Friends is Friends
By Greg Cook
Friends is Friends is a stark look at how friendships form, bloom, are rekindled, die and reborn. Anthropomorphized characters, in the form of elephants, pigs, and the like speak of a bygone age of rail-hopping, and where the downtrodden have fallen; it also speaks of those who rise above their self-appointed stations. A complex work that requires several readings, Greg Cook, centers the story around Critter, a lost and far gone hobo, succumbing to drink and inexpensive pleasures, like the friendships he forms and un-forms over the course of this adult graphic novel. Both moving and chuckle filled at the same time, the antics of this graphic novel make it well worth the read.
Plot wise, Friends is Friends, is loosely laid out, leaving a lot to the imagination of the reader. There is minimal expository dialogue, and maximum concentration on the moment. Only two flashback scenes are provided, and they seem no less dream-like than the rest of the story. Written authentically, with fully fleshed out characters, Greg Cook entices the reader to dig into their own friendships, past and present and re-evaluate their meanings. Spaced out in stark black and white (black panels indicate either a passage of time or introduce a new scene) the arc of Critter’s encounters, and those of a ghostly teddy bear, lay out the somber attitudes and “real-life” angst that permeates the novel. The effect is spectacular, as the dark read runs havoc, through the readers mind. Having said that, the story does require multiple readings to grasp the thematic content of the story; this is no fools reading. Structure wise, the story holds its own and can be read in one sitting to get the overall gist of the story. I highly recommend that you give it a chance to sit, and then pick it up again as the deeper elements are a joy to discover.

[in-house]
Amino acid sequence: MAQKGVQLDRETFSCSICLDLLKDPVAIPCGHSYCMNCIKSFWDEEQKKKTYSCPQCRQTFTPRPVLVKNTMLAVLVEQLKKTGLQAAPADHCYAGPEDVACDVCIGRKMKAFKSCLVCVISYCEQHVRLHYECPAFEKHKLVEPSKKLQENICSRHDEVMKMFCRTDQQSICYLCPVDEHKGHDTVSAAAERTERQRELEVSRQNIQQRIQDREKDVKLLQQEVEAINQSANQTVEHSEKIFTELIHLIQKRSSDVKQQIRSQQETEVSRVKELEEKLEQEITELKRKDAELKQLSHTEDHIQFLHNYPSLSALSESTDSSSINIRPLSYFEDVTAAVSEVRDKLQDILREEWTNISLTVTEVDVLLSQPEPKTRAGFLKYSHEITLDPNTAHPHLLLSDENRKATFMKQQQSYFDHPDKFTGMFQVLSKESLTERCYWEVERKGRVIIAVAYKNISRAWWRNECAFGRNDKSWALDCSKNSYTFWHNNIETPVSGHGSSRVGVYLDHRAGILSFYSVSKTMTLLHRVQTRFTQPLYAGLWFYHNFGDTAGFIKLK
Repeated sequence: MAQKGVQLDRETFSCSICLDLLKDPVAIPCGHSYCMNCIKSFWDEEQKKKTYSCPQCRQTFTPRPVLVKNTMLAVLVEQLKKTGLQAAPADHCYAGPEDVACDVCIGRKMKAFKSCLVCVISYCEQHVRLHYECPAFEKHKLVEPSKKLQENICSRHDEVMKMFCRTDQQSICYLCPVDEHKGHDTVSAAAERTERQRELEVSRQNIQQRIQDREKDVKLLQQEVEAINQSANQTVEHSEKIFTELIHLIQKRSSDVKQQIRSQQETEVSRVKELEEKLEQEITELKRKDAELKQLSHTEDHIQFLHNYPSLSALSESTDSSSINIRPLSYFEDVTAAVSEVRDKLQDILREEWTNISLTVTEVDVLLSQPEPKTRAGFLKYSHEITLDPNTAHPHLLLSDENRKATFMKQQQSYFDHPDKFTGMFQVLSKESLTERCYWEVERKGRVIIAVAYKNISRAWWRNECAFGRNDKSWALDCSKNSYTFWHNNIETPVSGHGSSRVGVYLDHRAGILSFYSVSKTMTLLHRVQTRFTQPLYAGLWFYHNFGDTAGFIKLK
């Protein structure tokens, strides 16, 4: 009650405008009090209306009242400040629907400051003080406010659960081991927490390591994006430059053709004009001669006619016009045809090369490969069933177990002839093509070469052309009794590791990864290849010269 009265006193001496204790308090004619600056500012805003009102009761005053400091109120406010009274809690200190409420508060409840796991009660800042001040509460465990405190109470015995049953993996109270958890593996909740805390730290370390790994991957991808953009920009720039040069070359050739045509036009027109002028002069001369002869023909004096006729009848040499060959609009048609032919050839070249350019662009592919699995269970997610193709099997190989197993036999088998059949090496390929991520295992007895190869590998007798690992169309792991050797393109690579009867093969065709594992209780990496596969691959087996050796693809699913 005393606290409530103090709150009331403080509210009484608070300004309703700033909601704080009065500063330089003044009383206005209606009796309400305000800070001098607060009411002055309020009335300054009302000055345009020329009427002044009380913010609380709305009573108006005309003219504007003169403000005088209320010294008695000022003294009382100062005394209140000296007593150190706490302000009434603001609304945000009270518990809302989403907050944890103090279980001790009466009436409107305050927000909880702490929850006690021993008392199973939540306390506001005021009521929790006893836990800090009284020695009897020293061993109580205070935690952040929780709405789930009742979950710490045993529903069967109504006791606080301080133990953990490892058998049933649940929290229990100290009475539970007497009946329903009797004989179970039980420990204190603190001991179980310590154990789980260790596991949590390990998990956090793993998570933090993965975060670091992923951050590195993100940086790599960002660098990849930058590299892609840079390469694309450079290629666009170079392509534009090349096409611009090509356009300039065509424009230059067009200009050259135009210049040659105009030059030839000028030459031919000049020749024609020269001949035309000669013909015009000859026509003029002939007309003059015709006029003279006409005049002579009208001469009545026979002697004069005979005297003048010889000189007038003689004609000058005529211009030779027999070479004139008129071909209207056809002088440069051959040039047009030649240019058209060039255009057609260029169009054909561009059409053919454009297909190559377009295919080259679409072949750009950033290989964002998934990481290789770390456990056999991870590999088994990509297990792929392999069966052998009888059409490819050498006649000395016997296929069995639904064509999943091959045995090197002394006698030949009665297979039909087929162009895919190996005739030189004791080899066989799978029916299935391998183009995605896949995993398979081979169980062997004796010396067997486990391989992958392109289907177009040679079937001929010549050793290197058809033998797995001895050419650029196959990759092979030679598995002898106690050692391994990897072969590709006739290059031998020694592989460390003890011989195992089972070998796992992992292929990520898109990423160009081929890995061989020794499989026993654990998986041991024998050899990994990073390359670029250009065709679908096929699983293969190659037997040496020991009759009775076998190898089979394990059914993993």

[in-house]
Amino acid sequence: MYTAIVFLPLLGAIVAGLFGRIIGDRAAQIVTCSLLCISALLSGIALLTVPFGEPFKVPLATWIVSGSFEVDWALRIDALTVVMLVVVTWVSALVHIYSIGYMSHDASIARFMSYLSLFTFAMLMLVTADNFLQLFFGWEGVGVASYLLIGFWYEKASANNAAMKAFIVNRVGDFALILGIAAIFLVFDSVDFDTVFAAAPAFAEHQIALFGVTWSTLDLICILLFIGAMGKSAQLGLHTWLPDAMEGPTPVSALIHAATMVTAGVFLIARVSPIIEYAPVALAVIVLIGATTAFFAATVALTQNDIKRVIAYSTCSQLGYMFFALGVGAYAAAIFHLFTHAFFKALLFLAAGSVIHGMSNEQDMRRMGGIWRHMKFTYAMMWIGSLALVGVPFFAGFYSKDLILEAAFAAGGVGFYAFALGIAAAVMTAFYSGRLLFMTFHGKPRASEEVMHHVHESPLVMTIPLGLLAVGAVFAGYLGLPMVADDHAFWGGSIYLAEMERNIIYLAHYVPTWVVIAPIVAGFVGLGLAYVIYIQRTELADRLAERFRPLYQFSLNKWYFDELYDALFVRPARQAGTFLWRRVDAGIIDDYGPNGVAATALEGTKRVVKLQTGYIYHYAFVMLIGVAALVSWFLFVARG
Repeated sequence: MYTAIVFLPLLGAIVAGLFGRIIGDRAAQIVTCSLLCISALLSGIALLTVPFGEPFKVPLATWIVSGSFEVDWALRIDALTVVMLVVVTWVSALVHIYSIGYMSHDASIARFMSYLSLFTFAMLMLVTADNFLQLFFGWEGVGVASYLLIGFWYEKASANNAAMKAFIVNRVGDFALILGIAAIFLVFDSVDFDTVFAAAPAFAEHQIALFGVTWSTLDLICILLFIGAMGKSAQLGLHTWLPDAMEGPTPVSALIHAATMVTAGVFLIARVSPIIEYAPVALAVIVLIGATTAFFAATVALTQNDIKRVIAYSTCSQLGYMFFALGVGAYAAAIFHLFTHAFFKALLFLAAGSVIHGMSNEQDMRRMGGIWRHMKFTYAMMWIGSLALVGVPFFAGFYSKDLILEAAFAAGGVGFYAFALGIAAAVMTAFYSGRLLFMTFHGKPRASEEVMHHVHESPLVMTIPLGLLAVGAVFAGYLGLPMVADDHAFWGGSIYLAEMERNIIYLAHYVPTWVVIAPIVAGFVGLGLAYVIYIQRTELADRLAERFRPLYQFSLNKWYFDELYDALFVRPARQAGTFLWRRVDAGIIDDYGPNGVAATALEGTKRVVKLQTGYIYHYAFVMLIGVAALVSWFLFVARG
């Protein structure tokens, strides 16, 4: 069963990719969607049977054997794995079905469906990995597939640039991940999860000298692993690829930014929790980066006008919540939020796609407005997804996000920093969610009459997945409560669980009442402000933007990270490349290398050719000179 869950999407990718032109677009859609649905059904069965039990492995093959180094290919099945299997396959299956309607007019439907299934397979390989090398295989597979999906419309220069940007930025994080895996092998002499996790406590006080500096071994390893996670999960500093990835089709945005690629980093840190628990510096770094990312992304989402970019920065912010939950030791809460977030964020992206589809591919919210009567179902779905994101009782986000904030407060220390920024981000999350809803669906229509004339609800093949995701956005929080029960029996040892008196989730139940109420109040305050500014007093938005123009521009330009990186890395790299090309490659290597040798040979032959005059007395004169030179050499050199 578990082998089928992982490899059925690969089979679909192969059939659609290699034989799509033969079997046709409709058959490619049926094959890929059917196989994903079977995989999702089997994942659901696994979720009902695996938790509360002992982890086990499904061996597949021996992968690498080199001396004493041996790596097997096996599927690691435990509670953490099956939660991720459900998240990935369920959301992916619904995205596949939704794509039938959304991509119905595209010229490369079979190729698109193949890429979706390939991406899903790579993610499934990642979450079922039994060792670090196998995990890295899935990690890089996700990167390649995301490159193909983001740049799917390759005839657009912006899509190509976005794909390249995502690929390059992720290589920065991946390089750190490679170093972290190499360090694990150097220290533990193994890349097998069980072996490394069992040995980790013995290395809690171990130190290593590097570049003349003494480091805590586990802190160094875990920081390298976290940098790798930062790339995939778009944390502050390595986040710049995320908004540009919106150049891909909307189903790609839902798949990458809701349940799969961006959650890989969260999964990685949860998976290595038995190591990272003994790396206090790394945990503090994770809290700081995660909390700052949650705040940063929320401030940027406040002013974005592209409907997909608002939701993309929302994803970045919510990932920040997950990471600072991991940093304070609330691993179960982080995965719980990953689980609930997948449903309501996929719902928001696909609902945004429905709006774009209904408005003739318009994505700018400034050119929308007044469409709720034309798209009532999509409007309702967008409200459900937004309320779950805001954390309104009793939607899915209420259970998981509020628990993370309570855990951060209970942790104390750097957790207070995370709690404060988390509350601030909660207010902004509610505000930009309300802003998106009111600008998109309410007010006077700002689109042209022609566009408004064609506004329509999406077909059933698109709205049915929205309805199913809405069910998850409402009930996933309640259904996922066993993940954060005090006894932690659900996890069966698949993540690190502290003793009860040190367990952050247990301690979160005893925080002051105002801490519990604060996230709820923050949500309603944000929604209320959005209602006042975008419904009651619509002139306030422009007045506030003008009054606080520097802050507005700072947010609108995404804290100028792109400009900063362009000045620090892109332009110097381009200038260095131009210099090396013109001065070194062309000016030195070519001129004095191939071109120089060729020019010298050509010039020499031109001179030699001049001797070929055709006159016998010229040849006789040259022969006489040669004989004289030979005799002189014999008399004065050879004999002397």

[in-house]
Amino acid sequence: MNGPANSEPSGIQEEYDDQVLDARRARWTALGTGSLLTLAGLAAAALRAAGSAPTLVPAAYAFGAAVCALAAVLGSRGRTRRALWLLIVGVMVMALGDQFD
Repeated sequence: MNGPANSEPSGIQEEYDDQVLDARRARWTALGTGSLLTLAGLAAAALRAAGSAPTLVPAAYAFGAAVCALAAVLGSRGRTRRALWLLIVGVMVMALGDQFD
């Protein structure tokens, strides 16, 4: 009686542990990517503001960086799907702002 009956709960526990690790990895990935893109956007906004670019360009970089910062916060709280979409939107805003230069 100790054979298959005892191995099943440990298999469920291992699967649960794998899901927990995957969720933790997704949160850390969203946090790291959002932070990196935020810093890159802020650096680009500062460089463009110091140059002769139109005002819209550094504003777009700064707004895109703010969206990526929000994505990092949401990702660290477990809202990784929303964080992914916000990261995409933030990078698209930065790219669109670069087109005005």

Artistically, this harkens back to the Nobel Prize winning Maus. Anthropomorphized characters take the place of human beings in a very human story. Minimally drawn, often with no break, or implied, panels are the norm and detail is waived at the expense of attitude. The wavering inks flow off the page, surrealistically, and enhance the dreamy aspect of this graphic art piece. From the depictions of rail-hopping, past and present, to the destitute streets of Somewhere, U.S.A., to the middle class suburbs, Cook often dispenses with the traditional artistic habit of perspective and, instead, focuses on the overall impact of the panel. From a artist’s point of view, this could be seen as a cop-out, and that realistic humans could be just as easily replaced, but like Maus, Friends is Friends, has a darker role to fulfill and animal characters seem to jab the proverbial knife home a little deeper. The mimeses, or art reflecting life, may not be present but all in all is carried out to the fullest capacity.
If your taste for dark, independent graphic novels reflects that of Maus, or other anthropomorphized books, then Friends is Friends is right up your alley. The bleakness and angst, may not rub off on everyone the right way, but I guarantee, the reader will pull something out of it. It’s a well-constructed tale, with friendship as its elusive theme, examining all sides of friendship, will leave you haunted and leave a lingering feeling long after it’s gone. Friends is Friends and Greg Cook belong on any collector’s bookshelf; it is an awesome ride.